Being the rabblerousing heretical feminist that I am, I have always sought to think of nursing as part of the medical ‘team’ where all professionals provide input to build the best care of the patient. I am beginning to wonder if my pie-in-the sky view and push to have nurses see themselves as independent professionals with a unique body of knowledge is accurate?
In one of the health systems that I interface with nurses can no longer document that they held a patient’s medications based on ‘nursing judgment’. Such an instance might be when a patient had hypotension from pain medication and thus the morning anti-hypertensive is held. Instead, they need an order from a physician to hold such medication. Further, something like ‘Tylenol’ on a patient’s medication record ordered for fever could not be administered by the nurse for a headache if the patient requested it because that would be ‘practicing medicine without a license’. A nurse cannot order a social services consult, flush a urinary catheter should it become clogged, refer a patient for diabetes education, etc., etc., without an order from the supervising physician. Although we have been trained to recognize these things, we carry an independent license, sit for an examination to obtain that license, and have had years of education. Perhaps nurses really cannot do any of these things without a supervising physician to tell them?
Physicians, are critical components of the health care team there is no doubt, but why send a nurse to school and give him/her an independent license, scope of practice, and make them answerable to a board of nursing but then limit their usefulness? [emphasis mine]
It’s a good question and one I have pondered a lot, usually in the context of finding a work-around for physician obtuseness, or contemplating some idiocy from hospital administration.
First thought: sometimes pie-in-the-sky lets us think about possibilities, rather than limitations.
Next thought: the quick and easy answer is that nursing usefulness depends on where and how you practice. Institutional culture counts for much, especially when hospital administrators view nurses as a human resource problem to be “managed” and not professionals capable of independent judgement. (I suspect the institution mentioned by Terri has a particularly authoritarian workplace culture.) In most hospitals in Ontario, there are medical directives in place: formal documents which let nurses, using nursing judgement, to perform acts traditionally reserved to physicians. So in the Emergency Department, I can order x-rays and blood tests, give medications, defibrillate and so on, all without a physician order. Jurisdiction is important. In Ontario, for example, a nurse would be disciplined by the College of Nurses of Ontario, our professional regulatory body, for not holding that anti-hypertensive — and I don’t think I have ever asked for physician approval to flush a catheter, or to refer a patient to social work, diabetes education or home care. We can pronounce death, write DNR orders, and in certain circumstances, even start IVs without a physician order.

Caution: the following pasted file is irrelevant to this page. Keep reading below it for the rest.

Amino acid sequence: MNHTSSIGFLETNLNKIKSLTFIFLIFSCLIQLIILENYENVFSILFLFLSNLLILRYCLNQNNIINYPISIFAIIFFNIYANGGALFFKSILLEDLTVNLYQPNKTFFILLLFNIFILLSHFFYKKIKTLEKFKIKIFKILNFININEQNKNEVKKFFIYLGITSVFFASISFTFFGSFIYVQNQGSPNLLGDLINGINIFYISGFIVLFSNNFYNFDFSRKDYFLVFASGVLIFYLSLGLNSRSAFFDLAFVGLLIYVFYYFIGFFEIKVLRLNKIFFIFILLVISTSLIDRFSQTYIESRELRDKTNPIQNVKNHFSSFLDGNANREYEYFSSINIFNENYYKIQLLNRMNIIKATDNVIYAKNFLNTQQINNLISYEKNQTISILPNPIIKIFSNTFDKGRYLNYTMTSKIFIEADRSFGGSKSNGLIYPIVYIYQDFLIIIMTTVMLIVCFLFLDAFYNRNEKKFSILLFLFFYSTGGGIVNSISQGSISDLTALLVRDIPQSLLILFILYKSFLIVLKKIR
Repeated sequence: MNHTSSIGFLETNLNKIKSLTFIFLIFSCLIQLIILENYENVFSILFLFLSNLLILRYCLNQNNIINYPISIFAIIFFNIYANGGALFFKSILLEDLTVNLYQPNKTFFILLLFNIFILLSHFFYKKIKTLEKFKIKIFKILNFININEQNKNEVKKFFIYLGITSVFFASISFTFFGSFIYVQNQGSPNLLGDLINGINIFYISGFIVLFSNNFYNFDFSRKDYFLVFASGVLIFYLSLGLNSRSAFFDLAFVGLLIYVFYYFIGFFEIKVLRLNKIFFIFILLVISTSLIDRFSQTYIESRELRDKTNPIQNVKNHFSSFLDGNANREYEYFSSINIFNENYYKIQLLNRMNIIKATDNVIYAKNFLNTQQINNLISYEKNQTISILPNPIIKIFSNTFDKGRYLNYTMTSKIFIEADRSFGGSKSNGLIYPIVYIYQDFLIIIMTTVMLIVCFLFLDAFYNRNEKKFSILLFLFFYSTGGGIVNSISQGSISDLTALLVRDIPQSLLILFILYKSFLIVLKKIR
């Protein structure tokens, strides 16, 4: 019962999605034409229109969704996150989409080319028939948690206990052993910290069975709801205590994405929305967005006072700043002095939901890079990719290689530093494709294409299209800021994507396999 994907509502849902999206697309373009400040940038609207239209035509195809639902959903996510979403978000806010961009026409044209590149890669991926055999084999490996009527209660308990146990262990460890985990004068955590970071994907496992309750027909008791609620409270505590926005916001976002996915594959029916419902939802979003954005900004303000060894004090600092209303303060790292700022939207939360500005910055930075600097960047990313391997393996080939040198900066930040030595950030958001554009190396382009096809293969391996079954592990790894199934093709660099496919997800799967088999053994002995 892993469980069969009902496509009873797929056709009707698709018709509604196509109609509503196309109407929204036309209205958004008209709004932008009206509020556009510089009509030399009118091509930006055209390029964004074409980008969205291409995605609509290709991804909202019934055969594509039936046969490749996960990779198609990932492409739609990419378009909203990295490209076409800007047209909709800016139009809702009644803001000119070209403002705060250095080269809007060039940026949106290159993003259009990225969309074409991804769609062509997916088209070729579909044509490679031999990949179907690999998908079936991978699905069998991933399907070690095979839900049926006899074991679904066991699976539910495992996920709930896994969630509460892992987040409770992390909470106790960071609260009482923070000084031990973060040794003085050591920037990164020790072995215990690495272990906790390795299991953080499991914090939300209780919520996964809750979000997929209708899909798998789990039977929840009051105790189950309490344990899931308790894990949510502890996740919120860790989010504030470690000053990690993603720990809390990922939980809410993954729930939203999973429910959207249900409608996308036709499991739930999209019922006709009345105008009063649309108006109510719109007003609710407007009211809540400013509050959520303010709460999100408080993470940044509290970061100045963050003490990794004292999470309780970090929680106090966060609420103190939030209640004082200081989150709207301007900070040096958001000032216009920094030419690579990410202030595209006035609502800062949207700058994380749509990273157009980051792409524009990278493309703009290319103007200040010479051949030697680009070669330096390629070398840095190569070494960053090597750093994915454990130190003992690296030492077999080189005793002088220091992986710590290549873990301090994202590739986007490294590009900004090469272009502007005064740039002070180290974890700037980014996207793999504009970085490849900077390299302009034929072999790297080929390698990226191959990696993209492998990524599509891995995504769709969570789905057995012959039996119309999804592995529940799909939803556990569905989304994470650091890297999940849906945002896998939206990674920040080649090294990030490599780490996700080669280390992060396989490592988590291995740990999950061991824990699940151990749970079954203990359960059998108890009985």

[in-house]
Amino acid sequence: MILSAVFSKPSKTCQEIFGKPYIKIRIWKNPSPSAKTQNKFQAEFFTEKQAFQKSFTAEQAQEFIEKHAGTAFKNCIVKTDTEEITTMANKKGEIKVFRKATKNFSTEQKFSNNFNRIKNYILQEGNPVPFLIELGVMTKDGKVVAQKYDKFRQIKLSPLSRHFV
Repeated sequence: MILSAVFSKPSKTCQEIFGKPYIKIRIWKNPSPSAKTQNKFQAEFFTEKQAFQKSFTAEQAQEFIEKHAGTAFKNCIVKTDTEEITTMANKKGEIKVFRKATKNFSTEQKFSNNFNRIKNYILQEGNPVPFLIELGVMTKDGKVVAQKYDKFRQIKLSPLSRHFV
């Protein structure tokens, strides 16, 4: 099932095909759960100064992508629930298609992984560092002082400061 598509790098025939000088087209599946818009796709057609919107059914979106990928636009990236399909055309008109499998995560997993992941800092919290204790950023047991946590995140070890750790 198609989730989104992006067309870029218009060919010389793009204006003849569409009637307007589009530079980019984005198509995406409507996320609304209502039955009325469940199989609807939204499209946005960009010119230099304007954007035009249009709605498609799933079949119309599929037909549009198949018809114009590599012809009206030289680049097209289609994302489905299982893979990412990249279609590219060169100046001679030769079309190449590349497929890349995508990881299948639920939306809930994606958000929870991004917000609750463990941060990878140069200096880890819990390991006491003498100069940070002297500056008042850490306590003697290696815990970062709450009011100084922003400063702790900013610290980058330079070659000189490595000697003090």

So well and good. The long and complicated answer: there is a dichotomy between the expectations of nursing as professionals and actual practice; it comes down to whether nurses are professionals in the same sense that physicians (among many others) are. I’m sceptical. In this case the word “professional” conjures words like “independent judgement” and “autonomy”. It is somewhat difficult to imagine, except in some limited and particular circumstances, where nurses actually engage in independent judgement, decision-making and autonomy in the same way as physicians. We defer not only to physician orders, directives and judgement (which often see fit to determine and define practices clearly within the expertise of nurses), but also hospital policies and procedures and government regulation of our competencies. And as I have often argued, nurses do it to themselves. The culture of nursing hinders. We are resistant to change; we acquiesce all to readily to “superior judgement”; we don’t question why physicians and (increasingly) other health care professionals can write “orders”, and nurses can’t; we often refuse to learn new skill sets that would enhance our practice; we don’t push the envelope. All in all, it’s a picture where nurses are theoretically are professionals in the fullest sense, but practically we fall somewhat below the mark.
Last thought. I will speak the ultimate heresy: is it possible that the push for nurse practitioners as “advanced practitioners” was in the end damaging for the nursing profession as a whole? It consumed the energies of nurses’ associations for decades, lobbying governments and bureaucrats — and continues to do so — so instead of arguing for advancing competencies and standards for all nurses, we focused on the independent practice and judgement of the few. The rest of us were left behind, even as other allied health professionals with comparable levels of education were granted authority to perform acts traditionally reserved for physicians. Was it worth it? Some days I am not sure. Terri mentions the difficulty and constraints in establishing nurse-led diabetic foot clinics — an area well within nursing scope of practice. Lobbying for nurses to do this sort of service independently — and there are plenty of other examples — and without direct physician supervision (which really represents a sort of unnecessary duplication) might have been more useful for both the profession and our patients.